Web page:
Short Takes 

One of the best newsletters I read is from Fred Langa, www.langa.com. In a recent letter, he tells us of a danger facing CDs that we have burned over the years. The life of CDs has been estimated to be anywhere from 6 years to 100 depending on a lot of factors related mostly to the chemical makeup of the disc. What Fred found was disturbing was that CDs that he has been burning have been failing far sooner. His investigation showed that the ones that were failing were those that had paper labels glued to the CD. Don’t know about you but I certainly made a few CDs of my own with the fancy labeling packages that came with the drives. The funny part is that I pretty well gave up doing it because it took more time that it was worth for me to design the label and print it. So today, I just use a magic marker to write on the CD itself. There is a product you can get to test your CDs for at www.cdspeed2000.com. You first test your drive with the CD Speed program, then click on Extra, and Scan Disk. Choose the surface scan and it will test the disc for you. What I found matches Fred’s comments in that those CDs that had the paper labels put on by me (or someone else), had a very high failure rate and showed damage during the surface scan. In fact, so far, I have not run into an unreadable CD that had no label on it. I also tested a few CDs that are “factory”, in other words, came with a software package I purchased, and all of those tested so far are just fine.

Product Activation 

It seems that people have gotten used to the idea that you can only use your one copy of Windows XP once. The product activation while a pain sometimes to deal with is actually pretty straight forward unless you wait till past the last minute to activate your copy of Windows and then have to call them. I have a copy running on my test computer and about every six months, need to reformat the hard drive and reinstall Windows. What happens is that Windows sees it is a new install and forces me to make a phone call to Microsoft to get it activated because it looks like I am installing it on a new computer every six months or so.  When Intuit tried to do the same thing with Quicken, there was such an outcry that they abandoned the project pretty quickly. It seems that Symantec has decided it was time to do it also and so with the 2004 version of their products, have introduced product activation. I have not seen much grumbling about it in the papers and magazines as I did with Intuit. Could it be that more people copied the product and so have let their guilt take over and just keep quiet and buy the extra copies? What software company will be next?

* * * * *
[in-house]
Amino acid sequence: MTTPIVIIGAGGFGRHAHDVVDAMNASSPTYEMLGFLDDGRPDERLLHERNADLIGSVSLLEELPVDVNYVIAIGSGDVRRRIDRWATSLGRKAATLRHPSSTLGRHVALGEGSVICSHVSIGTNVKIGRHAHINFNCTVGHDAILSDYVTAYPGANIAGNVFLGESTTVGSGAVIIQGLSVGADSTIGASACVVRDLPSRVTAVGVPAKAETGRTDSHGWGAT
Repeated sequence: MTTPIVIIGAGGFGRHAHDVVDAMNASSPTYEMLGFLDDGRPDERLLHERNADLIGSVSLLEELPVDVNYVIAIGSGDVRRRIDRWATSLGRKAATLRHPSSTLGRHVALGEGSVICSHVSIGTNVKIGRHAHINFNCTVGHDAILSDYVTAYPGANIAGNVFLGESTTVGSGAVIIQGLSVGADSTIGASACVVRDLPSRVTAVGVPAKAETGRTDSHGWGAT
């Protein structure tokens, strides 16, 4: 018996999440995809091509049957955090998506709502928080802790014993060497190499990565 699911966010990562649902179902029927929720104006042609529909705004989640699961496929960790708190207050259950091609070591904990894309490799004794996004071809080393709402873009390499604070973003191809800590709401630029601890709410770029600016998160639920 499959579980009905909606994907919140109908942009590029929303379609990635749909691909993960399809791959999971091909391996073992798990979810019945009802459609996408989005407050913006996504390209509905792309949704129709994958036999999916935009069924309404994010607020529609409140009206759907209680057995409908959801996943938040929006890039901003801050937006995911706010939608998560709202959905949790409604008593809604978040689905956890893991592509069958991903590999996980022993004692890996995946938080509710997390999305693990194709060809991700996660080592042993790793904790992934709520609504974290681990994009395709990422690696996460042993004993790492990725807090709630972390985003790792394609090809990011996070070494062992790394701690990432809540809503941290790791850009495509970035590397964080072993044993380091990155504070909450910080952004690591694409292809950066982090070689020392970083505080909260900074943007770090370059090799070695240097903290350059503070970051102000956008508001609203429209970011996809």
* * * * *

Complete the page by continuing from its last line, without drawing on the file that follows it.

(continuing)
Windows XP Upgrades 

One of the things about windows XP is the fact that there are a ton of updates and critical patches available. For those of you who got an early copy like I did, you will have at least 29 patches, hot fixes, and the like listed in your Add Remove Programs part of Control Panel. The good news is that if you recently purchased your copy of Windows XP, either the upgrade or full version, you will have already had many of them built in because Microsoft has included many of these as well as the first Service Pack in the more recent releases. This saves a lot of downloading time and effort to keep your system up to date but the problem I am seeing is that many people that are connected to dial up, never stay online long enough for Windows to download the updates.  And this can really leave you vulnerable to all sorts of evil doings out there. The good news is that while we wait another couple of years for the upgrade to Windows XP called Longhorn, Microsoft will be issuing a second service pack for Windows sometime in the next few months.  

For dial up users, you might want to take a peek and see if you are up to date. Go online like you normally do and then to see if your computer is up to date, you should click on Start, go to “All Programs”, and then look at the top of the list for “Windows Update”. You may be quite surprised to see a lot of updates, including the critical ones that need to be applied. If so, be prepared to sit online for a very long time. 


Robert Sanborn is an Independent Personal Computer Consultant and a contributing editor for the Indy PC News. Reach him through the net at indypcnews@indy.rr.com

Last Update:12/01/2003